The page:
Durability of quality of life benefits of transcatheter aortic valve replacement: Long-term results from the CoreValve US extreme risk trial

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For patients with severe aortic stenosis (AS) at extreme surgical risk, transcatheter aortic valve replacement (TAVR) leads to improved survival and health status when compared with medical therapy. Whether the early health status benefits of TAVR in these patients are sustained beyond 1 year of follow-up is unknown.

Methods and results

Six hundred thirty-nine patients with severe AS at extreme surgical risk underwent TAVR in the CoreValve US Extreme Risk Pivotal trial. Health status was evaluated at baseline and at 1, 6, 12, 24, and 36 months using the Kansas City Cardiomyopathy Questionnaire (KCCQ), the Short-Form-12, and the EuroQoL-5D. Analyses were performed using pattern mixture models to account for both death and missing data and were stratified by iliofemoral (IF) and non-iliofemoral (non-IF) access. After TAVR, there was substantial health status improvement in disease-specific and generic scales by 6 to 12 months. Although there were small declines in health status after 12 months, the initial benefits of TAVR were largely sustained through 3 years for both IF and non-IF cohorts (change from baseline in KCCQ Overall Summary score 19.0 points in IF patients and 14.9 points in non-IF patients; P < .01 for both comparisons). Among surviving patients, clinically meaningful (≥10 point) improvements in the KCCQ Overall Summary Score at 3 years were observed in 85.0% and 83.4% of IF and non-IF patients respectively.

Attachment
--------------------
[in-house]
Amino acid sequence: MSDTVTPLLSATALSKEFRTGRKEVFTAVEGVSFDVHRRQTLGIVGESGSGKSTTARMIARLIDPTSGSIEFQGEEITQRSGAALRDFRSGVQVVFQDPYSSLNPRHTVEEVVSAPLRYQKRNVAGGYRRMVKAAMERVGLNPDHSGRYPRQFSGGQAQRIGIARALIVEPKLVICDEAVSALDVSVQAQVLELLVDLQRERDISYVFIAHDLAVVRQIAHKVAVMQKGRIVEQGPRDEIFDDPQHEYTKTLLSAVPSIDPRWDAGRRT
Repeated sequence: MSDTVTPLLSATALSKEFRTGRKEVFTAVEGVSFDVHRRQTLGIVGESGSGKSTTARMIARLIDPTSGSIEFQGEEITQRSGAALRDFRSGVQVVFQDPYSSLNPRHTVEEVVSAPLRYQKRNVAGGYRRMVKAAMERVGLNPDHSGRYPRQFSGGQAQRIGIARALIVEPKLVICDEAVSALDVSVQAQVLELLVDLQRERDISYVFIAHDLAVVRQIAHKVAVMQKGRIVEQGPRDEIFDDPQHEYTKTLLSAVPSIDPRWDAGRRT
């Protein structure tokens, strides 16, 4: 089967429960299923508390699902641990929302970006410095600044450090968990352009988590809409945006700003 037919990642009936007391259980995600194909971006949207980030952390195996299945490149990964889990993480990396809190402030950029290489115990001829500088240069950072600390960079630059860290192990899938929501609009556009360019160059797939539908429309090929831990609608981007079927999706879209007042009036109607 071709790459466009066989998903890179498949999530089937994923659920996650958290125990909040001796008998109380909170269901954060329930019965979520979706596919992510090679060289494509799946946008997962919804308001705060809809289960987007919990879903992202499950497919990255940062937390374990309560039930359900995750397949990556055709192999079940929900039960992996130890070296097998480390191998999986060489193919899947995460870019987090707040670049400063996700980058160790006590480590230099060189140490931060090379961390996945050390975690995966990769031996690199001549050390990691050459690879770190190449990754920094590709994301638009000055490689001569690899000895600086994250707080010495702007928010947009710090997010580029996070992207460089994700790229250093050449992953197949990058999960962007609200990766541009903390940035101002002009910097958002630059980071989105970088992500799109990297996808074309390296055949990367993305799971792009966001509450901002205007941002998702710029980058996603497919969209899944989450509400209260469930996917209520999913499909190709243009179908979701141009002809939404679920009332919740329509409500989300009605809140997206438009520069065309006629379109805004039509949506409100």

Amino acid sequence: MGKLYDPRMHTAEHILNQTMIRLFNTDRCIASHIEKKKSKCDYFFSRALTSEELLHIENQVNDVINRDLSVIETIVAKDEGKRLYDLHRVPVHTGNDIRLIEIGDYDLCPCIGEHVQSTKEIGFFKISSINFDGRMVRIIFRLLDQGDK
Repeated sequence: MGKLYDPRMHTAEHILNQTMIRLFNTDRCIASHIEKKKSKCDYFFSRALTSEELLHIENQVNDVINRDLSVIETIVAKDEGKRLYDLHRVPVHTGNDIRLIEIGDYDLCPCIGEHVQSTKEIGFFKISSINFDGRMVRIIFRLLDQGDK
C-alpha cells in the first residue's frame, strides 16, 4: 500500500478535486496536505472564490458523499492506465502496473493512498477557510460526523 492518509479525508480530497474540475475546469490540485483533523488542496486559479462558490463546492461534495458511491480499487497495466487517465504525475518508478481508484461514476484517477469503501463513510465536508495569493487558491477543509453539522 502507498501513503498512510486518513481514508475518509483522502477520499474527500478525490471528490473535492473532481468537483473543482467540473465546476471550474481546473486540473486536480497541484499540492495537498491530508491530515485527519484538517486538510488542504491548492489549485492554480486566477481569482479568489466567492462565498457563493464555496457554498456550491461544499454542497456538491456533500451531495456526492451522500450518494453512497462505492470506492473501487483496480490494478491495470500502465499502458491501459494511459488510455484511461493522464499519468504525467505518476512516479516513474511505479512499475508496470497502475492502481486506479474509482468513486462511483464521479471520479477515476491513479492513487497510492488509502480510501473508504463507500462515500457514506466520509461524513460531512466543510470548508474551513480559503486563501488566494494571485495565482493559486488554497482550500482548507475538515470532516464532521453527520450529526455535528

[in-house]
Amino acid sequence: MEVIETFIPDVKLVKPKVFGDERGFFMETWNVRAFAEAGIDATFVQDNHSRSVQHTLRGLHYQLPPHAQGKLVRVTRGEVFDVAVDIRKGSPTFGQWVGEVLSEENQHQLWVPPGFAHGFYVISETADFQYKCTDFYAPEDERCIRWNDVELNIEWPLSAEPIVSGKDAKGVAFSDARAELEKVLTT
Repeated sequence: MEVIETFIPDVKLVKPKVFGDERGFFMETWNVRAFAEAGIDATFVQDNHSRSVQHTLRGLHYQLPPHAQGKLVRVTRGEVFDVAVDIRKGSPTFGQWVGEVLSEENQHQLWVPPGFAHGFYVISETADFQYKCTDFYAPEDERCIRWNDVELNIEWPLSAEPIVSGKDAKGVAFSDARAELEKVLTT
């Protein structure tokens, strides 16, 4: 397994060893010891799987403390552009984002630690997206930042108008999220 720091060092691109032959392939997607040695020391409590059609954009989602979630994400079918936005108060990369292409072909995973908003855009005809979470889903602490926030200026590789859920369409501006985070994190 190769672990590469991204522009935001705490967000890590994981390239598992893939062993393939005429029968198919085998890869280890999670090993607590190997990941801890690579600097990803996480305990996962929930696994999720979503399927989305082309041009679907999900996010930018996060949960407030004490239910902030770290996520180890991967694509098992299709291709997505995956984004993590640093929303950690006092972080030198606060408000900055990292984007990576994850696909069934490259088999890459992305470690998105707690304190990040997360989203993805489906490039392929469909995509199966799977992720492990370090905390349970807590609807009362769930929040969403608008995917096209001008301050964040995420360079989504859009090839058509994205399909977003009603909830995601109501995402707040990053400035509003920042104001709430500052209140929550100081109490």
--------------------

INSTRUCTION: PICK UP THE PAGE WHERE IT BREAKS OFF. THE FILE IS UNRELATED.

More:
Among extreme risk patients with severe AS, TAVR resulted in large initial health status benefits that were sustained through 3-year follow-up. Although late mortality was high in this population, these findings demonstrate that TAVR offers substantial and durable health status improvements for surviving patients.

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